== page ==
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Published on: June 14, 2018
by Women’s Brain Health Initiative:
Cancer and its treatments can cause a variety of side effects, some of which individuals can recover from quickly, while others persist long after treatment has ended. Approximately 70% of cancer patients report experiencing cognitive impairment after chemotherapy, including diminished short-term memory, reasoning, reading comprehension, and multitasking ability – a condition commonly referred to as “chemo brain” or “chemo fog.”
For several years, these cognitive changes were attributed to depression or anxiety over the diagnosis and treatment of cancer. More recently, however, researchers have begun investigating the relationship between cancer treatments and cognitive function. While research findings have varied, it appears that many mechanisms contribute to cognitive decline in cancer patients – and not just chemotherapy.
For instance, in one review of the literature, the authors concluded that it is likely that many factors contribute to cognitive dysfunction among cancer patients, such as the impact of surgery and anaesthesia, as well as the presence of fatigue or menopause, psychological states (e.g. anxiety and depression), and other comorbid conditions.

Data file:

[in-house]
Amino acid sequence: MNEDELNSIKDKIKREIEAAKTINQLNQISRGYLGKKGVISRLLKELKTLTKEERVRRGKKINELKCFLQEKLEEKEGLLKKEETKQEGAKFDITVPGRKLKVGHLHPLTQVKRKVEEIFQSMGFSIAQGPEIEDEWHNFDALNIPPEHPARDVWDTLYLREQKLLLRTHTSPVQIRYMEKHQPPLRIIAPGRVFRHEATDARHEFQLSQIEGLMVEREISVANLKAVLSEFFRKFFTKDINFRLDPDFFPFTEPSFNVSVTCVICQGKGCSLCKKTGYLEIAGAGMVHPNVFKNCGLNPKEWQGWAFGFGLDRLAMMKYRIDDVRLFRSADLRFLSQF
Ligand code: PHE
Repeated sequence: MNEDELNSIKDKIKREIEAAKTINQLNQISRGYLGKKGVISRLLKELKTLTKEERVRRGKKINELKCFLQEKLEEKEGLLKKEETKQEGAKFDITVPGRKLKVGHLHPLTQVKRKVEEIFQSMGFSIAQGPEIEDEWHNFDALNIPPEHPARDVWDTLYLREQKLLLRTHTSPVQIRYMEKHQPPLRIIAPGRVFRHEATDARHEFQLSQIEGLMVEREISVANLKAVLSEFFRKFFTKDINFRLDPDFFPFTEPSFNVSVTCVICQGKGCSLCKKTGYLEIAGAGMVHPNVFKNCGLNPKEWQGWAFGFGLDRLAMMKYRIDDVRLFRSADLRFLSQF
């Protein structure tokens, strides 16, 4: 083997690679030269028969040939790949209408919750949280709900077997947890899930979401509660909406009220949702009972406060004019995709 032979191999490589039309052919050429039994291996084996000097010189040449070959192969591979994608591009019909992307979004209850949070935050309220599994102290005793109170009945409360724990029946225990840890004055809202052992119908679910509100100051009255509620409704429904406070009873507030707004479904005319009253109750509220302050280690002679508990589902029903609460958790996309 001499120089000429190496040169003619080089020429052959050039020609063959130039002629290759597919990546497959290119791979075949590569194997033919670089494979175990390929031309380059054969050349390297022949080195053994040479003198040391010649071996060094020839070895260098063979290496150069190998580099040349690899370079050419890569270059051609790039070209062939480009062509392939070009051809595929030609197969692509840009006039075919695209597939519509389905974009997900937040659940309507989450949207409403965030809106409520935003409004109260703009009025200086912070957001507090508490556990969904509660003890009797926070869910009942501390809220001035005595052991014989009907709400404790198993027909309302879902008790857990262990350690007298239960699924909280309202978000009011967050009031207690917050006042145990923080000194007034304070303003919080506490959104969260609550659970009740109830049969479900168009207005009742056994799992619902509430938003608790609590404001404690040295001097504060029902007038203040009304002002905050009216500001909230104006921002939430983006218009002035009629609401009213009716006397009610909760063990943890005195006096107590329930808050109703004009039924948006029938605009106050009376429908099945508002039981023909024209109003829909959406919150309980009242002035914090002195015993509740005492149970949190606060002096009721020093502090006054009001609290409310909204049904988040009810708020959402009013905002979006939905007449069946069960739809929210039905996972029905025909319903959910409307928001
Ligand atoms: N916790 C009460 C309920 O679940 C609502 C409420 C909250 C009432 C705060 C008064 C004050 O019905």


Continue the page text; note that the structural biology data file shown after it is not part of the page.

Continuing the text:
A recent study published in Neuroscience suggests that the memory and thinking problems experienced by cancer survivors are not just the result of chemotherapy treatment but may start as tumors begin to form and develop. The researchers found that female mice with a form of breast cancer demonstrated impaired performance on learning and memory tests before chemotherapy drugs were administered.
The scientists first conducted a series of cognitive tests on the female mice (half of them with cancer, the other half without) to investigate the impact of the tumor on brain function. After the initial data was collected, the mice either received the chemotherapy drugs, methotrexate and 5-fluouracil, or a saline solution. The mice were then retested on the same trials and some additional ones. Once testing was complete, the brain images, tissue and blood samples were used to analyze changes to brain structure and cytokine activity (proteins released by the immune system to help fight off infections or diseases).